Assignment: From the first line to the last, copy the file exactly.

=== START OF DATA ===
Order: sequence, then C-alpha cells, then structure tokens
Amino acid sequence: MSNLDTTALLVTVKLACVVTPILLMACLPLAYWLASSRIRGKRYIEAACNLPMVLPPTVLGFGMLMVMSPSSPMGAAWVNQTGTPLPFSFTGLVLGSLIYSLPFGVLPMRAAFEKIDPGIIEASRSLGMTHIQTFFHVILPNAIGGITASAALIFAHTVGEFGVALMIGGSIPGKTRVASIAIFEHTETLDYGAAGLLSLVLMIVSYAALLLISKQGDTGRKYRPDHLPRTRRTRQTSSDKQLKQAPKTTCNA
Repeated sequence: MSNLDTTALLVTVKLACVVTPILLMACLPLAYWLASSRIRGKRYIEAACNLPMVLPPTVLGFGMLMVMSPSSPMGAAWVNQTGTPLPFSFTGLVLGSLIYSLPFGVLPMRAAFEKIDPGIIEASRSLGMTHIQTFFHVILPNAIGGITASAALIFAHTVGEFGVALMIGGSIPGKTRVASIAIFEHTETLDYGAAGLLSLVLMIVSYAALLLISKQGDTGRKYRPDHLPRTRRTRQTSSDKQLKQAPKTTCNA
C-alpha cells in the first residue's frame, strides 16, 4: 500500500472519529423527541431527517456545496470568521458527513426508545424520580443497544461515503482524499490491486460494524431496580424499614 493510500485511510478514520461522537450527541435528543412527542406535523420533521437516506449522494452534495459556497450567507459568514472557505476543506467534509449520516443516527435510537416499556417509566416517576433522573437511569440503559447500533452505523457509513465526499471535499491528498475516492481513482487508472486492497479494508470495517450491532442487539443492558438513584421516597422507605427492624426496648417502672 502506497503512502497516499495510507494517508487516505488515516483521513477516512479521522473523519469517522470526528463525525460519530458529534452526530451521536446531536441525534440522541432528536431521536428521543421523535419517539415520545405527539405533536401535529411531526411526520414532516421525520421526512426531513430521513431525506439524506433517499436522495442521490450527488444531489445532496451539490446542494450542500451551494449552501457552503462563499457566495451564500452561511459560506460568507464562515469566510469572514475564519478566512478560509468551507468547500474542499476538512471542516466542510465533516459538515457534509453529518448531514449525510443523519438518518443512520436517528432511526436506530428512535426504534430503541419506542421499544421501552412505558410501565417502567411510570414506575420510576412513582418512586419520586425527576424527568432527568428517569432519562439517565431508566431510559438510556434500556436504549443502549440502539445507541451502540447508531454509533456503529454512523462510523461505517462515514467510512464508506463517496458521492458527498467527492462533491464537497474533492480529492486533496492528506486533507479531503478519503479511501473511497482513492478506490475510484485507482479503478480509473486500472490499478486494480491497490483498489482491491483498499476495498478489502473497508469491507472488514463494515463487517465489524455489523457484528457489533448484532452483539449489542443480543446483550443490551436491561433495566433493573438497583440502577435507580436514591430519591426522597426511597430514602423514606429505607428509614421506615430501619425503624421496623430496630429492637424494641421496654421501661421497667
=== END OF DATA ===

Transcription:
Order: sequence, then C-alpha cells, then structure tokens
Amino acid sequence: MSNLDTTALLVTVKLACVVTPILLMACLPLAYWLASSRIRGKRYIEAACNLPMVLPPTVLGFGMLMVMSPSSPMGAAWVNQTGTPLPFSFTGLVLGSLIYSLPFGVLPMRAAFEKIDPGIIEASRSLGMTHIQTFFHVILPNAIGGITASAALIFAHTVGEFGVALMIGGSIPGKTRVASIAIFEHTETLDYGAAGLLSLVLMIVSYAALLLISKQGDTGRKYRPDHLPRTRRTRQTSSDKQLKQAPKTTCNA
Repeated sequence: MSNLDTTALLVTVKLACVVTPILLMACLPLAYWLASSRIRGKRYIEAACNLPMVLPPTVLGFGMLMVMSPSSPMGAAWVNQTGTPLPFSFTGLVLGSLIYSLPFGVLPMRAAFEKIDPGIIEASRSLGMTHIQTFFHVILPNAIGGITASAALIFAHTVGEFGVALMIGGSIPGKTRVASIAIFEHTETLDYGAAGLLSLVLMIVSYAALLLISKQGDTGRKYRPDHLPRTRRTRQTSSDKQLKQAPKTTCNA
C-alpha cells in the first residue's frame, strides 16, 4: 500500500472519529423527541431527517456545496470568521458527513426508545424520580443497544461515503482524499490491486460494524431496580424499614 493510500485511510478514520461522537450527541435528543412527542406535523420533521437516506449522494452534495459556497450567507459568514472557505476543506467534509449520516443516527435510537416499556417509566416517576433522573437511569440503559447500533452505523457509513465526499471535499491528498475516492481513482487508472486492497479494508470495517450491532442487539443492558438513584421516597422507605427492624426496648417502672 502506497503512502497516499495510507494517508487516505488515516483521513477516512479521522473523519469517522470526528463525525460519530458529534452526530451521536446531536441525534440522541432528536431521536428521543421523535419517539415520545405527539405533536401535529411531526411526520414532516421525520421526512426531513430521513431525506439524506433517499436522495442521490450527488444531489445532496451539490446542494450542500451551494449552501457552503462563499457566495451564500452561511459560506460568507464562515469566510469572514475564519478566512478560509468551507468547500474542499476538512471542516466542510465533516459538515457534509453529518448531514449525510443523519438518518443512520436517528432511526436506530428512535426504534430503541419506542421499544421501552412505558410501565417502567411510570414506575420510576412513582418512586419520586425527576424527568432527568428517569432519562439517565431508566431510559438510556434500556436504549443502549440502539445507541451502540447508531454509533456503529454512523462510523461505517462515514467510512464508506463517496458521492458527498467527492462533491464537497474533492480529492486533496492528506486533507479531503478519503479511501473511497482513492478506490475510484485507482479503478480509473486500472490499478486494480491497490483498489482491491483498499476495498478489502473497508469491507472488514463494515463487517465489524455489523457484528457489533448484532452483539449489542443480543446483550443490551436491561433495566433493573438497583440502577435507580436514591430519591426522597426511597430514602423514606429505607428509614421506615430501619425503624421496623430496630429492637424494641421496654421501661421497667